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3/26/2017 Latest post:
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Some of you know how I got here, but for those that don't, I will try to tell you about the 9 year journey that got me to this point.
In 2008, I had some severe bleeding issues which were finally diagnosed as ITP, which is a bleeding disorder caused by not making platelets, which are needed for blood clotting. In a 2 month period, I was in the hospital for 5 weeks as they tried to cure the ITP. All of the standard methods were used - drugs, transfusions, removed my spleen and a new experimental drug. Meanwhile I was still bleeding, as fast as they could transfuse blood back into me. I spent 10 days confined to bed in ICU because they were afraid I would fall and bleed out before they could save me.
One of the areas that was bleeding was from a internal wound from endometriosis. I had previously had a hysterectomy and had the endometriosis cleaned out, but it came back. So they decided to do 4 radiation treatments to try to burn the endometriosis out. It worked to stop the bleeding and finally the experimental drug worked to cure the ITP and I stated making platelets again.
In 2009 I was able to go back to work and I am thinking I am healthy and cured. My doctor called and suggested that we do more radiation treatments to be sure that all of the endometriosis has been eradicated. So I went for 40 more radiation treatments - every Monday thru Friday for 8 weeks. When I had the first 4 treatments, no one really talked about side effects or after effects of radiation. At that point, I just wanted to stay alive. When I went for the next 40 treatments, no one said anything about the effects, I guess because they thought I knew from the first go around. Igot sick during the treatments. I was exhausted, I could not get out of bed, sleeping 16 hours a day, even having to skip treatments, which made 8 weeks longer. I finally got through all my treatments. I thought life was normal again, other than dealing with Henry's cancer, which is a whole other story.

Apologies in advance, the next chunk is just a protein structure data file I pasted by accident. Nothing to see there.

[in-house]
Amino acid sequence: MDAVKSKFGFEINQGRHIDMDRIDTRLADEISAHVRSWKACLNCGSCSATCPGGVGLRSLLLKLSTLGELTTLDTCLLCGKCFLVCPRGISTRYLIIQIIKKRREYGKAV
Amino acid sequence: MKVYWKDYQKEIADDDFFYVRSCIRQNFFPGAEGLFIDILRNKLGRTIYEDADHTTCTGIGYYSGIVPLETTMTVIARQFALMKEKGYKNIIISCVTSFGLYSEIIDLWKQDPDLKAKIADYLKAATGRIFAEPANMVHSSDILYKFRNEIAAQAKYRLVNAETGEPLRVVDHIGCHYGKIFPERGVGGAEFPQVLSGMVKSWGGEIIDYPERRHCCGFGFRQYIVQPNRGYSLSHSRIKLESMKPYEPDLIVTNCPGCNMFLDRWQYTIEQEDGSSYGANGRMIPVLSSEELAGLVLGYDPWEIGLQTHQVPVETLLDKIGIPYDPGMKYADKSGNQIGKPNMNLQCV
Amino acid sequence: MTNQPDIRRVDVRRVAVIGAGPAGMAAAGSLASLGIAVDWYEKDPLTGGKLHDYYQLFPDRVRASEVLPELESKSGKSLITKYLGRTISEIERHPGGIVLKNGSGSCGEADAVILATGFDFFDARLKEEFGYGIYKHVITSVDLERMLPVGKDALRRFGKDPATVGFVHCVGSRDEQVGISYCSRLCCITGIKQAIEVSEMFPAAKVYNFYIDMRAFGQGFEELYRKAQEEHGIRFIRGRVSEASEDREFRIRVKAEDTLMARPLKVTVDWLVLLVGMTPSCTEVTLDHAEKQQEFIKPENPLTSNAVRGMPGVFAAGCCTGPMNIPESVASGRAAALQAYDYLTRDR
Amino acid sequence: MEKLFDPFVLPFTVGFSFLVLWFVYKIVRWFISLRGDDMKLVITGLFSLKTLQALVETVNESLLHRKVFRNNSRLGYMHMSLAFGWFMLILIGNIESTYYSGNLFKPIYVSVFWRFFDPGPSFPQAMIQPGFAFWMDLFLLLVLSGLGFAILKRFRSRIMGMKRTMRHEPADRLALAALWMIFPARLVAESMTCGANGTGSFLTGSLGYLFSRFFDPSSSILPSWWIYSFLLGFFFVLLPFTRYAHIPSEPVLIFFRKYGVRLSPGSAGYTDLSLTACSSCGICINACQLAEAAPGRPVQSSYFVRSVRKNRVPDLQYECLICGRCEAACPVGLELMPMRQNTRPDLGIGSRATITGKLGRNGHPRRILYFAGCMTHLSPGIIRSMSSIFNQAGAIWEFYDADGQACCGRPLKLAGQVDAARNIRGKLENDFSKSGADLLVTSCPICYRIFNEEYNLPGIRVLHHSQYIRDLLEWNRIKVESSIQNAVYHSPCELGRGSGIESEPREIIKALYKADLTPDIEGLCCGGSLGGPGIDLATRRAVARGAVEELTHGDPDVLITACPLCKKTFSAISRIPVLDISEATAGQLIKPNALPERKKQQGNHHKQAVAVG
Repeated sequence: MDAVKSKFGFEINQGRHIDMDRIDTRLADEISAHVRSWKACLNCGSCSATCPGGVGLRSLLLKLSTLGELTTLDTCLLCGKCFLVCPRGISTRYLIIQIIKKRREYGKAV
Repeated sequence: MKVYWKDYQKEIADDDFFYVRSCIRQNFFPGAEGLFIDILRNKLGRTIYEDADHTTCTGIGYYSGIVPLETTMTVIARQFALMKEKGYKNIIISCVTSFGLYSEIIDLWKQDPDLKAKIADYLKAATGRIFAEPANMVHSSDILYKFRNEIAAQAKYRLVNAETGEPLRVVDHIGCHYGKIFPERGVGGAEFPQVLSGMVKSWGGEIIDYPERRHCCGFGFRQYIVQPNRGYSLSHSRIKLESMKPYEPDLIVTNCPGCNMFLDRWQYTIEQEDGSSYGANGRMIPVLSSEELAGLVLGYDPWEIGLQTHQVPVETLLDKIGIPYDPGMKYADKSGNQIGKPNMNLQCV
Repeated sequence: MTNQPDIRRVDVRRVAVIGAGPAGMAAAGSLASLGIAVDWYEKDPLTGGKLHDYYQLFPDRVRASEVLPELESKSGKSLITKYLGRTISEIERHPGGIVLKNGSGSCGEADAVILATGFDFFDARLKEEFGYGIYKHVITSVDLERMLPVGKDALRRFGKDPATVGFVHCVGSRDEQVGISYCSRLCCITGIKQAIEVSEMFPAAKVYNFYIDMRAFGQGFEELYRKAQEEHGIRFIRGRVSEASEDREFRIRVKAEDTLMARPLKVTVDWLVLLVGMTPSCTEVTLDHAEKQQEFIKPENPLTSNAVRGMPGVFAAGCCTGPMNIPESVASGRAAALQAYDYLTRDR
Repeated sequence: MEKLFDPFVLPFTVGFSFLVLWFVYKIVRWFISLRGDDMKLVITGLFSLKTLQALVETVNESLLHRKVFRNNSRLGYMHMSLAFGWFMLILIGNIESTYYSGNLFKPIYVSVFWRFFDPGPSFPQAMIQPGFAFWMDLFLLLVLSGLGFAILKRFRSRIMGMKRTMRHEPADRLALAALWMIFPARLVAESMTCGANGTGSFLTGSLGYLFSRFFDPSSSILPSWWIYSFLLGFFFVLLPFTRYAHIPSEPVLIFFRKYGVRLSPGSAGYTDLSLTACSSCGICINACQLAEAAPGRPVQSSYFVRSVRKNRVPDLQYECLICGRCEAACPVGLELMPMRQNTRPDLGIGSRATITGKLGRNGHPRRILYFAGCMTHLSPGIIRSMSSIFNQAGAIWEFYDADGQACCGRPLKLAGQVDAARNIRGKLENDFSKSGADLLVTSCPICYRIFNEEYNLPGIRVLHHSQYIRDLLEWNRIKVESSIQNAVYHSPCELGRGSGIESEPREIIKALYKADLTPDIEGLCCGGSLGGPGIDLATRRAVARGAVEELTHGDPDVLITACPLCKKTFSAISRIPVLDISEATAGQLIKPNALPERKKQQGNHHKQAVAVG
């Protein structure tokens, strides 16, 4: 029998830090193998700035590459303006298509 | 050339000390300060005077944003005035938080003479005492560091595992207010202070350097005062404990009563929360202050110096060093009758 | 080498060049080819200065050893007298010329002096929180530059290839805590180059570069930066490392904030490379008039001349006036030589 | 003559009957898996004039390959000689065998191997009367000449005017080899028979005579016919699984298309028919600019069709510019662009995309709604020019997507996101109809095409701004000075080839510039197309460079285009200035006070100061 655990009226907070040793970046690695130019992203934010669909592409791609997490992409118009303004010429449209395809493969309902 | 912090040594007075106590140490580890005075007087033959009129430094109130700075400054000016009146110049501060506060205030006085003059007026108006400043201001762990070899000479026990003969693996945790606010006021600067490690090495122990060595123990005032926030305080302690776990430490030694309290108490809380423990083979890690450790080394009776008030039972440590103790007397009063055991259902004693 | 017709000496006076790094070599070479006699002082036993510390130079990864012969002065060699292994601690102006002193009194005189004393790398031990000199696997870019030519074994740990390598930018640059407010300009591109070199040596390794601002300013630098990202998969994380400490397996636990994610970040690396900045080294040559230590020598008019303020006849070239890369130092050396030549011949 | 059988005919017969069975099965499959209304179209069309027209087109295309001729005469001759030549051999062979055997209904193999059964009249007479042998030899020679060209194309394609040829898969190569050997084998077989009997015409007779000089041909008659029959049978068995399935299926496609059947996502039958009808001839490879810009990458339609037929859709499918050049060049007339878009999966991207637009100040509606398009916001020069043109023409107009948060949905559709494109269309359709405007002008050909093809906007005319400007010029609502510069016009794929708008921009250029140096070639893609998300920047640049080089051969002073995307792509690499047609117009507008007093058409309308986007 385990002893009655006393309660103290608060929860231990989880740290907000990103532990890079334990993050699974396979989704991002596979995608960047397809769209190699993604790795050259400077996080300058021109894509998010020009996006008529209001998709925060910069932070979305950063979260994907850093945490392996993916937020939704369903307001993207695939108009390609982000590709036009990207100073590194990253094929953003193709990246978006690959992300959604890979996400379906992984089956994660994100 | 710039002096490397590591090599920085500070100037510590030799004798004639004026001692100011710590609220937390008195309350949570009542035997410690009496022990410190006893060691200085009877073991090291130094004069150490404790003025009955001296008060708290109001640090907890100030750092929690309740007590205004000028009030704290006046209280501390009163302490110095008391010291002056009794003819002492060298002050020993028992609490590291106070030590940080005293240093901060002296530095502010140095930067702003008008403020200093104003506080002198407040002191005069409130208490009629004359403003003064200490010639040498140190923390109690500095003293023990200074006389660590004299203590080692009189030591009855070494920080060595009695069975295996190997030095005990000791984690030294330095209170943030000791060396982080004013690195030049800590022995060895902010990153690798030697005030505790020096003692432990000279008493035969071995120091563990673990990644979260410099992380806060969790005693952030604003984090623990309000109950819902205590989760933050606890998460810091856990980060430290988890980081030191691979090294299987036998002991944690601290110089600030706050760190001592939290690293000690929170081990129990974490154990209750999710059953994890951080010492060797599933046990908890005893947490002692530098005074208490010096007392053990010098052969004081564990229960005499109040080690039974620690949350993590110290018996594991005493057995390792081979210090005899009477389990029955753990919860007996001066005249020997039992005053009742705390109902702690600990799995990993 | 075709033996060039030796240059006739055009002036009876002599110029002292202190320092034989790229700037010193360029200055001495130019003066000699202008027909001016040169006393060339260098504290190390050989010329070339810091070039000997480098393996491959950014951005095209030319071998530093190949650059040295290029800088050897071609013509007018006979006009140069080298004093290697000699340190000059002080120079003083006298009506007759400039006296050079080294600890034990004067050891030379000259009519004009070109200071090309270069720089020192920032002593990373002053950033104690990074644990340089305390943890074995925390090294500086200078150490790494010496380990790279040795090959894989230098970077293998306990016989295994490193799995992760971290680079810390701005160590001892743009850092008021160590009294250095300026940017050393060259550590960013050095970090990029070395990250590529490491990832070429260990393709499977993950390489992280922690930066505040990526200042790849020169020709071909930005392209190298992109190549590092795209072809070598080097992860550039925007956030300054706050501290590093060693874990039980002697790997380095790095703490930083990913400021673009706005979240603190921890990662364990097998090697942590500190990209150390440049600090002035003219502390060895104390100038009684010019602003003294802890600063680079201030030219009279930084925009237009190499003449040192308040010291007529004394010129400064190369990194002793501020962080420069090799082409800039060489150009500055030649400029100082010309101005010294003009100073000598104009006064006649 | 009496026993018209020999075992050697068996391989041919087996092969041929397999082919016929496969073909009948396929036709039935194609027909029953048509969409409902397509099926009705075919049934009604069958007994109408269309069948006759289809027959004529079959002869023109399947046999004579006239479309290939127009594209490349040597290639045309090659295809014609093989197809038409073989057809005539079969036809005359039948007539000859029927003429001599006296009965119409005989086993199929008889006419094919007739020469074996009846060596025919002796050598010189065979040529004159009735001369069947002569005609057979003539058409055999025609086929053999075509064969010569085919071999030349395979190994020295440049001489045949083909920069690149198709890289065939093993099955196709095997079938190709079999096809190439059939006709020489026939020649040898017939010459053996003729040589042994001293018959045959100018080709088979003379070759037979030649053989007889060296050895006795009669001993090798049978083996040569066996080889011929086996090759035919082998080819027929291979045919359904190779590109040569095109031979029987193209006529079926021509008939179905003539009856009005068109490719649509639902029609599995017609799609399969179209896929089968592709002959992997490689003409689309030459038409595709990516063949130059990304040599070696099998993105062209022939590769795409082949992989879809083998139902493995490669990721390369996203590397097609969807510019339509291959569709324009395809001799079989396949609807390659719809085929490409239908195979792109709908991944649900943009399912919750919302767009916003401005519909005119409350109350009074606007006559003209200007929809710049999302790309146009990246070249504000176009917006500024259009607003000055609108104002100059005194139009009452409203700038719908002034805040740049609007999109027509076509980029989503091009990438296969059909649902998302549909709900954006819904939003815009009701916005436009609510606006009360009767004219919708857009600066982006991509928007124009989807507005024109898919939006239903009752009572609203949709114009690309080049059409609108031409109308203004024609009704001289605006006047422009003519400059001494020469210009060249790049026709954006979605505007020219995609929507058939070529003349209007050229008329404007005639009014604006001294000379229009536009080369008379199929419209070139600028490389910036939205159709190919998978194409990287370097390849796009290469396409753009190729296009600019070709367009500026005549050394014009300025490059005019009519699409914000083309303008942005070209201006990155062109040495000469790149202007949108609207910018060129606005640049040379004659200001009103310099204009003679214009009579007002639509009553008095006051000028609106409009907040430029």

Early in 2010, I started bleeding again, from a different area. It was not the ITP, but radiation damage to my colon. I was in and out of the hospital every 10 -14 days for blood transfusions to replace what I was bleeding out. Again we tried different things to stop the bleeding, but eventually had to have the colon removed. By then, Henry had passed away and I was trying to learn how to live without him and without working as I was disabled from my health issues. I volunteered at Locust Grove, a local historical house museum and found several stitching, rug hooking and quilting groups to join . Things were looking up again.
Then came October 2012 and everything changed. On Monday at my annual dermatology checkup, the annoying rash over my tailbone became an open wound and I was sent directly to a surgeon. On Tuesday I had surgery on the wound. That same day I had a second surgery to place a tunnel catheter so that I could start dialysis. On Wednesday, October 31st I had my first dialysis treatment.